On the outward journey I had spotted some nervy wagtails, and on the final stretch of my return I did manage to get a just a couple of shots of a Grey Wagtail, but it was the Greylag Geese that I was hoping to capture in flight, and they at least announce their forthcoming takeoff plans giving me the opportunity of takeoffs from the field and the water to complete my trip.

Sunday 6 March 2016

Sawston Community Concert at West Road, Cambridge

Each Year for the last several, I have had the good fortune to visit West Road Concert Hall, to enjoy the Sawston Community College Concert give of their all to please parents, friends and staff of their ongoing improvement in Music; they have never failed.

The atmosphere is warm and inviting, and the high standard is impressive and this can only come about from the willing and talented staff and the enthusiasm they instil in the students. Good humour prevails and is not confined to just the students as I have managed to capture in the photographs I capture on each visit.

I used two cameras and three lenses, and somehow failed to align the time-stamping of each body so it proved to be way too difficult to re-align them, so I apologise for the discrepancy in chronology of the resultant gallery.

I was lucky enough once again to shoot from the gallery and met up with a past student who was also there to get shots of the event, so that was a bonus, since generally my family sit in the main body of the hall. I hope he will appreciate my choice of image for the headline picture for the gallery. My grandchildren were beaming, and it has been a pleasure to see them grow in confidence under such inspirational tutelage over the years I have visited. I do hope that music remains an integral part of their life in Sixth Form College and beyond. I also hope there are others amongst their friends and the school who enjoy some of the shots I have assembled in the gallery. 

Wednesday 2 March 2016

Watford Digi-Cluster – Networking Event at University

Tuesday afternoon I set off south to meet up with Product Designer and friend, Peter Carr to head on down to the Digi-Cluster at the University of Hertfordshire. This is a networking evening for Creatives with some excellent speakers, Josh and Ollie Bolland of JB Cole, and Julian Morency, in this instance to cover the inspirational story of the Agency called Browser and its metamorphosis into a Product company Twine, though Browser actually survived the transformation; to continue, having facilitated the birth of Twine. Another speaker, Ollie Bollond, discussed the values of APIs in the creation of efficient software. The evening was organised jointly by JB Cole, Clock and the University of Hertfordshire to promote creative collaboration through Local Enterprise Partnerships or LEPs, Paul Witcombe explained their role in that context.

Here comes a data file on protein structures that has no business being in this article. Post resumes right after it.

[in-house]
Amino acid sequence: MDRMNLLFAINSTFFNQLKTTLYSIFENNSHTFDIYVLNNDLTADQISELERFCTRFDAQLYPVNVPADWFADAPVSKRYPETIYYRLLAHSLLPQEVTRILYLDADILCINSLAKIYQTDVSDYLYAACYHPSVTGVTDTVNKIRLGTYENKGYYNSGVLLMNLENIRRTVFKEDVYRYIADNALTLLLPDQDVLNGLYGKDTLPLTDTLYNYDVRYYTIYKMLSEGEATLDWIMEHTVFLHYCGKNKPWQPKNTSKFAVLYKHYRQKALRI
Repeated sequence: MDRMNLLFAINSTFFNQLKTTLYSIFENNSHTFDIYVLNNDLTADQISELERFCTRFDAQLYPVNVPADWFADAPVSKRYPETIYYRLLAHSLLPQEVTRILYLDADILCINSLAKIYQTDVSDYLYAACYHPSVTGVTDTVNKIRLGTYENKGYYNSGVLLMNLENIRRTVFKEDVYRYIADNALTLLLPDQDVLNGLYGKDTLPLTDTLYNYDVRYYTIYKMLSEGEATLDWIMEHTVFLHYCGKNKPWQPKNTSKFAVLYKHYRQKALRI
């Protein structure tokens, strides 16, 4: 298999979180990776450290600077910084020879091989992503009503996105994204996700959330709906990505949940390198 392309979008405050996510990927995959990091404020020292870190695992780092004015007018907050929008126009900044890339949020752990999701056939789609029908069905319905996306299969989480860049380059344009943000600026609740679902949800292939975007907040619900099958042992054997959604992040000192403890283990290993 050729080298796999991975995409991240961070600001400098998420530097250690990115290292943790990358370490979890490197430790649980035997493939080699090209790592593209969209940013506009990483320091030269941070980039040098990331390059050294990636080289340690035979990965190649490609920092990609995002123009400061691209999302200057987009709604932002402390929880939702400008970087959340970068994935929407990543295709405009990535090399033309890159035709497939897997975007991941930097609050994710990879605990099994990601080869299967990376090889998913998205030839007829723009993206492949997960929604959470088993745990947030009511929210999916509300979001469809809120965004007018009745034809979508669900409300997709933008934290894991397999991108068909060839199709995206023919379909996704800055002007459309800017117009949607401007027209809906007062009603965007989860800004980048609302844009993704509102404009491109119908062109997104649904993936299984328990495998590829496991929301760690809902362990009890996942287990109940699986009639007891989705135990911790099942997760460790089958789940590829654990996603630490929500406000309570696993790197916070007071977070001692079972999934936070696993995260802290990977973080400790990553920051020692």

As is often the case at such meetings the number of questions asked at the end was bordering on minimal, but nevertheless meaningful and answered expansively, setting the scene for much informal discussion whilst partaking of the generously supplied refreshments and pizzas.

I met up with some familiar faces from past events, such as Nick Rayner of Image 2, and Richard Allibone of TheWayForward.Com, and shamefully someone whom I had met before, but had forgotten, Paul Meyler; he had to jog my failing memory! During my trying to record the event in photographs, I was able to engage in conversations with  some new characters, from whom I took business cards to assist in retaining their details beyond the evening!

I was using my recently acquired wide aperture prime wideangle lens on the full-frame Canon 5D MkIII camera body. The room is entirely black-walled offering minimal lighting, which is challenging photographically, and I term this as 'unavailable light photography' but I find this to be intrinsically less intrusive and a more honest representation of the reality and atmosphere of such an event, and I hope this will be seen in the subsequent gallery of images that I post on the blog. It was very warming to be thanked by Syd Nadim of Clock for taking photos of the evening; I hope he is as pleased, when he sees the results! I was certainly most satisfied by the opportunity that the evening offered in listening to the speakers and chatting afterwards. I don't think I was alone in feeling this was a successful networking event from the animated conversations I spotted through my lens.